Depending on the facts of your case, you may be able to hold others responsible for your harm as well. This is what is known as “third party liability,” and it’s quite common in drunk-driving cases.

For example, state or local authorities potentially could have played a part in the accident by maintaining unreasonably dangerous road conditions or by designing intersections in an unreasonably dangerous manner. Similarly, the actions of road maintenance crews can sometimes contribute to an accident, as can construction contractors and crews.

And if the at-fault driver was using an employer’s vehicle and/or was driving in the scope of his or her duties, it’s possible that the employer can also be held responsible.

Additionally, if the at-fault driver consumed alcohol at a bar or restaurant before getting behind the wheel, and the establishment overserved the driver when it knew or should have known he or she was intoxicated, you may have a claim against the establishment, too. That’s known as a “dram shop” case (see story above).

Meanwhile, if the driver borrowed the car from a friend or family member who had reason to suspect the driver might get behind the wheel while intoxicated, that person can be held liable for “negligent entrustment.”

A recent case out of New Mexico further suggests that, in certain situations, you may even be able to hold responsible the gas station where the drunk driver stopped for fuel.

In that case, motorist Andy Denny was drunk when he ran out of gas sometime after midnight. He walked to a service station where the clerk initially refused to sell him gas because he appeared intoxicated, but then decided to sell him a gallon’s worth. After Denny and a friend brought the gas back to his car, they returned and purchased another nine gallons.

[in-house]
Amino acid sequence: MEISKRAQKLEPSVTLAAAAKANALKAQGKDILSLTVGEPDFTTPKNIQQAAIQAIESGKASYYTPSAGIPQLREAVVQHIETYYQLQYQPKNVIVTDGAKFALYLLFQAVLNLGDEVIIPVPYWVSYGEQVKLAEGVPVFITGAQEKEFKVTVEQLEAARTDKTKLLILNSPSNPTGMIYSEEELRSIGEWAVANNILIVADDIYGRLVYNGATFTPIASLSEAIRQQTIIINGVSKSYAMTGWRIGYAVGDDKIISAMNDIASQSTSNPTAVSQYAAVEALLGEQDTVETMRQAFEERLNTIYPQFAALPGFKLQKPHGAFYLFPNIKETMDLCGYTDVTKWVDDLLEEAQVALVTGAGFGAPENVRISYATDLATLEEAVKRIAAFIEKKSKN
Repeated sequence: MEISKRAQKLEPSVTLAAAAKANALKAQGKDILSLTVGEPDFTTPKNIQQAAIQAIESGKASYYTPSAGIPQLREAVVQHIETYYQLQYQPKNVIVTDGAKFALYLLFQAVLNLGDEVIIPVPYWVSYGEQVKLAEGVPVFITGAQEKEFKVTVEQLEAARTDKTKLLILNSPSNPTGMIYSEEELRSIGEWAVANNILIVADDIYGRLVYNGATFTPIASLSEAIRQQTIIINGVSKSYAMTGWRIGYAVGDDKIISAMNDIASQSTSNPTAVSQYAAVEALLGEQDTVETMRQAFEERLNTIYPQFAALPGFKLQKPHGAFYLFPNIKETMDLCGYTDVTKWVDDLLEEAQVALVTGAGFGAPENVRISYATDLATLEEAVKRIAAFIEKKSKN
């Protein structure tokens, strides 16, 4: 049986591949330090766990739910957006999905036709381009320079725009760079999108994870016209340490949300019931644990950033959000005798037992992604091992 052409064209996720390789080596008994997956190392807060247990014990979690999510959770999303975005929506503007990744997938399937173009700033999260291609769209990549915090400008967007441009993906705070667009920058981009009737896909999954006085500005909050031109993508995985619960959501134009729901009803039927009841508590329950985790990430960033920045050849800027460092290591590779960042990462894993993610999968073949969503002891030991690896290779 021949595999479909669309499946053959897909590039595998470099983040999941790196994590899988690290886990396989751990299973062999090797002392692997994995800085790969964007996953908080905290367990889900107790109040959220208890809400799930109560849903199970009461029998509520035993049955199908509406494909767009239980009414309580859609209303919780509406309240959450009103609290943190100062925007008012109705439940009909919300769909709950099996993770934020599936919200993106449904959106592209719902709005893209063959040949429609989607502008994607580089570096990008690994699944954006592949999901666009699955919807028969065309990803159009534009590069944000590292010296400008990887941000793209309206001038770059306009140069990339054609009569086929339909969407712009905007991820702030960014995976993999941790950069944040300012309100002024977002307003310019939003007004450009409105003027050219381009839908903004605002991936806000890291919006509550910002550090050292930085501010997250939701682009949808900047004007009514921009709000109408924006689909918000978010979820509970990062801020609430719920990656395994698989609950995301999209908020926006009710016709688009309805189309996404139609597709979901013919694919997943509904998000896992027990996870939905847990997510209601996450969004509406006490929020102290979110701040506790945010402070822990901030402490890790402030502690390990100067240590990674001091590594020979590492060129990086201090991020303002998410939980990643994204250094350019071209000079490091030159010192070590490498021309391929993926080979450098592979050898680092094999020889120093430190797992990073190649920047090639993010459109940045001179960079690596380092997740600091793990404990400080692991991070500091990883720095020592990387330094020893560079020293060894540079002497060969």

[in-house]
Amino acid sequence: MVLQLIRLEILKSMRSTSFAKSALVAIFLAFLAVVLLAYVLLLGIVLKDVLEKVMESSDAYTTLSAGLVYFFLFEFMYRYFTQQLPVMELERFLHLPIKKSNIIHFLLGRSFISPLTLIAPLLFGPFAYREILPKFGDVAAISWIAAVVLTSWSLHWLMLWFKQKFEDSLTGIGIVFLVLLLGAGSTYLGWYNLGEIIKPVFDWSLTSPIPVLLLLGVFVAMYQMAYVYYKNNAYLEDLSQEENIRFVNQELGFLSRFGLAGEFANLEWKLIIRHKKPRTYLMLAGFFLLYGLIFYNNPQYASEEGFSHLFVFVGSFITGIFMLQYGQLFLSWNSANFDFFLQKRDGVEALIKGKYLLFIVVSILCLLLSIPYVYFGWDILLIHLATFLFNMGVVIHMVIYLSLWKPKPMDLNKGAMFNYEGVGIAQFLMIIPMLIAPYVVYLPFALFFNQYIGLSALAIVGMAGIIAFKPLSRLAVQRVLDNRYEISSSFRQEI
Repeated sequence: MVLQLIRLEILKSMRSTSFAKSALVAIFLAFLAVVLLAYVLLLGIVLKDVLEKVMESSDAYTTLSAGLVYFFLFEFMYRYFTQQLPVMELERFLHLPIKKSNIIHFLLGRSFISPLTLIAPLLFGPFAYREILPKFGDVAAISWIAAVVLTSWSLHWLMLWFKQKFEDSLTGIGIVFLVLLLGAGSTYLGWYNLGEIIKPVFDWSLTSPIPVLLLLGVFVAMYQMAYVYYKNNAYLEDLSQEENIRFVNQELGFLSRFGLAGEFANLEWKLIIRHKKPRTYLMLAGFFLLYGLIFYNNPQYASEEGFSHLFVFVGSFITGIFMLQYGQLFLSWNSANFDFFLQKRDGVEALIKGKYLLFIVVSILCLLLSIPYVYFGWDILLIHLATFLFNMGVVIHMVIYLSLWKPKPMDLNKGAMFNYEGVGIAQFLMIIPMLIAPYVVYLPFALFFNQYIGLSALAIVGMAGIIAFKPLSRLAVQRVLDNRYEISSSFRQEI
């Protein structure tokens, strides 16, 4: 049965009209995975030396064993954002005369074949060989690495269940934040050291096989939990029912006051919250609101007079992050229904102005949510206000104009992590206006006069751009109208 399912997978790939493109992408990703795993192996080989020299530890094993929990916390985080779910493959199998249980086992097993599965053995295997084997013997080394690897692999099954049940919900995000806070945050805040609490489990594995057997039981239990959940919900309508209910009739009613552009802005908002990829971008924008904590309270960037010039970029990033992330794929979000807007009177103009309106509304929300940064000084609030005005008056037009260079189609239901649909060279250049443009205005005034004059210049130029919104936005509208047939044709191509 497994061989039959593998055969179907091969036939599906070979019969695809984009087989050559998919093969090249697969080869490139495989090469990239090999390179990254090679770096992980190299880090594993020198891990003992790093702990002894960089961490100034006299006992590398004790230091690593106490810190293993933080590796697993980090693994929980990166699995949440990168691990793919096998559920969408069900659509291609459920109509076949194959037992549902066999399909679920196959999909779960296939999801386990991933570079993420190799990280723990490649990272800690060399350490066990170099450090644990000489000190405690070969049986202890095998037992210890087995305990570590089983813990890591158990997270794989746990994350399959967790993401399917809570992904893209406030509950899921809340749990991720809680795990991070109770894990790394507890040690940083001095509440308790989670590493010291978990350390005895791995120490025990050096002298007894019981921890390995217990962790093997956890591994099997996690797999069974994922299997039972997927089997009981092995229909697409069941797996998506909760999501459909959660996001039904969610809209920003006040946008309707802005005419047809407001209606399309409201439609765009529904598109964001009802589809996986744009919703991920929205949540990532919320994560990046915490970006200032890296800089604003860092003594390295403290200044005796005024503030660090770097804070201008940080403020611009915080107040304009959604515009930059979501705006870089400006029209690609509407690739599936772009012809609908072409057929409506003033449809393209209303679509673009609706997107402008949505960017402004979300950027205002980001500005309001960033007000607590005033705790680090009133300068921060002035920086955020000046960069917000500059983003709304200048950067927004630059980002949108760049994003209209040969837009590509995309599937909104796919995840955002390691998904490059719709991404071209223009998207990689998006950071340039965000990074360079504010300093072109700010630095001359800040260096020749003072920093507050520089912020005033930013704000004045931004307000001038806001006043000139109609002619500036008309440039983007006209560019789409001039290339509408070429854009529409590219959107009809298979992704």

Denny then dropped off his passenger, got on the highway, crossed the median, and caused a fatal head-on collision.

The victim’s family sued the gas station, arguing that selling Denny gas amounted to negligent entrustment, just the same as if it had loaned him a vehicle.

The New Mexico Supreme Court agreed, ruling that the lawsuit should be able to proceed.

Of course, the workings of third-party liability can differ from state to state, so if you want to learn more, call an attorney where you live.

Fitbit devices may
pose burn hazard

Fitbit devices — wristwatches that track your steps and the distances you walk or run in a given time, as well as your heart rate and sleep patterns — are popular among health and fitness enthusiasts. But if you have a Fitbit or you’re thinking of getting one, you should be aware that they may pose burn risks.

Specifically, the company has been receiving complaints in recent months that their Fitbits are suddenly overheating and causing burns severe enough to cause their wearers to miss work and undergo expensive medical treatments.

And while the vast majority of Fitbits are presumably safe, there’s no way to determine if a particular unit is prone to overheating.

The company responded to complaints last year with a voluntary recall, but it only included a model that is no longer being manufactured, despite the fact that consumers have claimed other models also may overheat. As a result of the recall, Fitbit has agreed to refund the purchase price for consumers who bought that particular model, but it has not agreed to cover medical expenses.

Still, if you’re a Fitbit user who has been injured by your device, it’s important to contact a lawyer. You may be entitled to compensation for harm caused by a defective product. Call a lawyer to learn more.

Machine maker pays
for its role in
workplace accident

Worker’s compensation is one of the most important protections an employee can have.

In a nutshell, worker’s comp is a kind of insurance that provides benefits to workers who get hurt or sick on the job, and it helps pay for medical care and lost wages.